This is an interesting auction at BaT. It is a one owner car with around 61,000 miles. Records show consistent service for the first 10 years, and then virtually none for the most recent 10 years. It appears to have been a daily driver ( seems to have had a lot of brake pads replacement ) and has many cosmetic issues — nicks, broken pieces, mars, etc. It is as if the owner just gave up on the car for the last 10 years. Current bid is at $5300. In my opinion, this is a risky bid ----- I would have to see it in person and it would have to be seriously looked at by a Mercedes expert. The car being from PA, and with the neglect of the cosmetics both outside and inside, I wonder what the undercarriage looks like. This car could easily become a money pit.
Agreed. You can bury yourself pretty quickly with repair bills on cars that have sat for a long time. Normally I would only take on something like that if the trade off was a pristine exterior and interior, which this car doesn’t have. So it’s sort of the worst of both worlds.
Most likely the hydraulic cylinders will need to be rebuilt not long after it goes back into regular use, and that is about $2500 if you have someone else do the work. I’d assume at least another $2500 for fluids, tires, bushings, etc. that wear with age and have likely been deferred. At the end of that, you’d have a car that’s worth about $10,000, which is roughly break-even at the current bid.
BTW, I’ll also be watching this 33k mile Silver Arrow on BaT pretty closely. It will likely go for serious money – possibly even more than the Klipnik R129 guide’s high range (top 1%) of $20k-30k…
Yes ---- then add a new convertible top, hardtop headliner, hood pad, soft top headliner, front bumper cover replacement, etc.
My car, for example, 1994 sl500 ----- when I went to purchase it, I noticed a leak around the rear differential. The seller said “not a big deal” ---- seal/gasket would only cost about $40.00 bucks. True, but the labor to replace would be around $750.00 in labor ---- rear axle has to be dropped, other rings inside should also be replaced while it is opened up, misc nuts replaced, sealants, etc. Another example, tie rod replacement ----- 2 tie rods replaced, drag/center link replaced, and labor = $400.00.
Lesson to be learned ---- have car checked out thoroughly by an expert ---- it will pay for itself.
My example----dealer originally asking $7900, ran it on sale for $6900, I offered $5700, they accepted. I then took to the top expert in my area, and went back with printout of costs. In the end, I eventually got it for $3750. I have since addressed all issues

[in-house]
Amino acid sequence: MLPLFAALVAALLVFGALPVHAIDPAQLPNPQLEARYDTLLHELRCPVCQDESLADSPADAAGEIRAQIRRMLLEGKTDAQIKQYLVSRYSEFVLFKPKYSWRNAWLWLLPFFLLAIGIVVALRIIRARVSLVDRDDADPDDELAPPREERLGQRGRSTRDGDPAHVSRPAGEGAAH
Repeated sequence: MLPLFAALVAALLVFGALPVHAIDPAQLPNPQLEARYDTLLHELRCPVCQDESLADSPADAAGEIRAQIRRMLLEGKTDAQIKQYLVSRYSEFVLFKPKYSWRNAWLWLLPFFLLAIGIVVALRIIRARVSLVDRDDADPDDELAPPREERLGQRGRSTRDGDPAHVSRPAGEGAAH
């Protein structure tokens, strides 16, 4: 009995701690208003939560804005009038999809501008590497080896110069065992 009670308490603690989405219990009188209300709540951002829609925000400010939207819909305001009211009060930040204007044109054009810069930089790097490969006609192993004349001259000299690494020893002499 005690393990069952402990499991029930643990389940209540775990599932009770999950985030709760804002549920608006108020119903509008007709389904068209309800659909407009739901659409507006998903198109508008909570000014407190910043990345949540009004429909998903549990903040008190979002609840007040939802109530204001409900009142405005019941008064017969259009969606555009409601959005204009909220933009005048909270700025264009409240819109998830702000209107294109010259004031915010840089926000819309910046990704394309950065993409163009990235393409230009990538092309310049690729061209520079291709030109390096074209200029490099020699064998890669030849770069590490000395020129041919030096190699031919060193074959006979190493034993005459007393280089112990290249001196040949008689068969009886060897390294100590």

That is a textbook example of buying smart!
You may be correct ----- the bid is currently at $18,000. The 1998 bid is currently at $7500.
Interestingly, if one were to combine all the r129 for sale on BaT and HEMMINGS, from a low asking of $7500 to a high asking of 38,995, the average asking is around $18,500.
Perhaps Hagerty was correct when they stated that the r129 was a car to watch in 2019!
Sold for $8250 on 5/27
Pretty well sold, I think, considering the unknowns. For me, it would be “worth it” to pay more for a nicer example with a more complete service history.
The Silver Arrow on BaT has barely cracked $20,000 with just a few hours left. That would be a very reasonable price for such a desirable R129 example. We’ll see if it holds…
Finally sold for $28,000
Decent deal, I think, for such a collectable example. I’m guessing that only the minor Carfax incident held it back from topping $30k…
BTW, here’s another Silver Arrow with fewer miles but not quite as nice overall (IMO). Bidding’s at $20,500 with two days left…
FYI, the second SA sold for $22,500, which seems about right considering that it had a few rough edges (especially compared to the one that sold for $28,000), though the BaT commentariat seems to think it was an insane bargain…
Yes, I agree. Hagerty just published its newest 25 “hottest” collectibles for the summer — and again, the r129 makes the list — #13.
However, the car that peaks my interest is the 2000-2006 BMW M3. While the r129 always appears on Hagerty, it does not always show up on other sites as hot or collectible or etc.
On the other hand, the 2000-2006 M3 appears on ALL sites as a remarkable car.
Would that car have a particular number attached to it?
Are repairs as expensive as on the r129?
Are there particular issues to look for when purchasing?
And finally, why are these cars so popular.
Just read the practical guide to the E46 here at Klipnik — answered most of my questions, very helpful article.
Yes, the E46 M3 is somewhat legendary. Unlike the R129, though, it’s pretty tough to find really nice low-mile examples, and when you do they command quite the premium – usually mid $20k or higher. This dealership usually has some of the best examples out there: